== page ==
Volcanic eruptions may have triggered abrupt climate changes contributing to the repeated collapse of Chinese dynasties over the past 2,000 years, according to new research published today [Thursday, 11 November 2021].
The study also illustrates how volcanic eruptions can profoundly impact vulnerable or unstable regions and highlights the need to prepare for future eruptions.
The research, which combines historical evidence with polar ice-core records of volcanic eruptions, was led jointly by historians and environmental scientists from Trinity College Dublin and Zhejiang University, China. It will be published today in Communications Earth & Environment, a new high-profile journal from Nature Portfolio.
Scientists have identified explosive volcanic eruptions as one of the most important drivers of dramatic changes in climate, often triggering sudden cooling and drying that can cause livestock death and crop damage. However, our understanding of the role played by such abrupt climate shocks in state or societal collapse has been limited by the precision and accuracy of dating of available historical and climate evidence.
Dr Francis Ludlow, Associate Professor of Medieval Environmental History at Trinity, who jointly led the study, commented:
“China has a remarkably long and richly documented history of multiple ruling dynasties, including major world powers like the Tang Dynasty, which collapsed in 907 CE, or the Ming Dynasty, which collapsed in 1644. With so many precisely dated collapses, we can look not just at individual cases of collapse that may or may not have followed a change in climate, but rather look simultaneously at many collapses to see whether there is a repeated pattern where a change in climate was followed by collapse. This can tell us whether climatic change played a very minor role in dynastic collapse, or whether it posed a systematic threat to these powerful and sophisticated societies.”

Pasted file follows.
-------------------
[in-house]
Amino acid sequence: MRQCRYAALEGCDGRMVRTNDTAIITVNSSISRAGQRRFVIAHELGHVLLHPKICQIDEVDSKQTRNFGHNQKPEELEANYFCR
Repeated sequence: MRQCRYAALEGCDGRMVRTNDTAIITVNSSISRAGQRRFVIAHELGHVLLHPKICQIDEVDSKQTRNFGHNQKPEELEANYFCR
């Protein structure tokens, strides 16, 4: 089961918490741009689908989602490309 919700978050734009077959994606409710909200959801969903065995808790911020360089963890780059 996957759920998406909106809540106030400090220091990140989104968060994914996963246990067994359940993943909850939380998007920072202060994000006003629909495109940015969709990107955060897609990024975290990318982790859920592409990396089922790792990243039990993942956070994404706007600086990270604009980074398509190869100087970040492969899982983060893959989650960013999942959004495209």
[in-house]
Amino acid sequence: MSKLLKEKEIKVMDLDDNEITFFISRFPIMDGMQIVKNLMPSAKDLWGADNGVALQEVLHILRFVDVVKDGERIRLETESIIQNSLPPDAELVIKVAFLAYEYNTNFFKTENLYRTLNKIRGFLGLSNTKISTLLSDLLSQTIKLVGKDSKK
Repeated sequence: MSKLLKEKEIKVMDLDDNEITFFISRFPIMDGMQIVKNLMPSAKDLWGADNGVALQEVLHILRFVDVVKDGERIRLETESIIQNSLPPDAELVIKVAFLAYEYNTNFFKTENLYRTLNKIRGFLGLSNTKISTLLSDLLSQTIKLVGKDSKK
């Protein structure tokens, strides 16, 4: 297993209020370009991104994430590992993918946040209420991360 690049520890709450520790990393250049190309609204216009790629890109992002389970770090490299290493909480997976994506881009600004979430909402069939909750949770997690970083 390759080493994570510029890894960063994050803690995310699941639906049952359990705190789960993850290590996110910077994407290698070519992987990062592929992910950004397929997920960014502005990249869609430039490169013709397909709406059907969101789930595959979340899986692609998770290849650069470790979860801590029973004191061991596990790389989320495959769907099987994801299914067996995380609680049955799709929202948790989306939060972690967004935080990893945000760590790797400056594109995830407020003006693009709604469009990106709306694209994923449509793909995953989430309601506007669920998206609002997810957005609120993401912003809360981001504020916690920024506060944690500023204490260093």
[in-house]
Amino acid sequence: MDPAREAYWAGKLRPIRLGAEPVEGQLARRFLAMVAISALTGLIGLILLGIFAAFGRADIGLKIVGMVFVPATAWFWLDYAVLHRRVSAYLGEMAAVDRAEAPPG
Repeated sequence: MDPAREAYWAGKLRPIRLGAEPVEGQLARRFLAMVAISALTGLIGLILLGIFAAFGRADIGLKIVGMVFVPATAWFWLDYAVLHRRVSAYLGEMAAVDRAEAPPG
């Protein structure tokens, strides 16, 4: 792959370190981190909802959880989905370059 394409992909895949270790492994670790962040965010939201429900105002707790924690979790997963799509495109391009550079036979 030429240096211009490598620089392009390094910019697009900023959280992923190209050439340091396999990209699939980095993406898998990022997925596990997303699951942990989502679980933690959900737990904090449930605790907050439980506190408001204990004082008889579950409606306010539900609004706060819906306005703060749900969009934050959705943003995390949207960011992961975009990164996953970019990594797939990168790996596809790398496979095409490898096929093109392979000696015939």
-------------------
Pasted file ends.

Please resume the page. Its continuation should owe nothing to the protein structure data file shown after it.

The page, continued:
The study compared the dates of volcanic eruptions gleaned from ice-core measurements of sulphate deposited on the polar icesheets with the dates known from historical records of Chinese dynastic collapse across the first two millennia of the Common Era. This exercise found that 62 of the 68 dynastic collapses were closely preceded by at least one volcanic eruption.
John Matthews, postdoctoral fellow at the Trinity Centre for Environmental Humanities and co-author on the paper, explained:
“Researchers have identified a lot of historical eruptions through sulphate deposits in the polar ice, so we expect that some collapses will have been preceded by eruptions purely by chance. To convince ourselves we were seeing something significant, we ran the numbers and found there would be just a 0.05% chance of seeing so many collapses preceded by so many eruptions if that had actually happened randomly. This study shows a repeated link between volcanic eruptions and dynastic collapse.”
Some dynasties, the authors note, withstood numerous large eruptions before eventually succumbing, suggesting that the role of volcanism in collapse is far from straightforward and that dynasties were often resilient to sudden, volcanically triggered, climate shocks.
To gain further insight, the researchers assessed the role of explosive volcanism in tandem with other sources of stress or instability that a dynasty might experience by examining levels of warfare prevailing in the decades before collapse. Warfare was found to be elevated before most collapses, but the study also revealed a strong link between the magnitude of a volcanic climatic shock and the level of pre-existing stress.
“We found that even a small volcanic eruption might help trigger a collapse when pre-existing instability was high. Larger eruptions, however, could trigger a collapse even when pre-existing instability was minimal. So as ever, historical context is key to understanding how climate can impact a society. It is also clear that we should be preparing for the impacts of the next big eruption — so far in the twentieth and twenty-first centuries, the eruptions we’ve experienced have been minnows compared to some that these dynasties had to deal with.”
Chaochao Gao, Associate Professor, Zhejiang University, China, who co-led the research concluded: “This study tells us how important it is to build a resilient society to cope with the natural hazards that we face, be they volcanically-induced or otherwise.”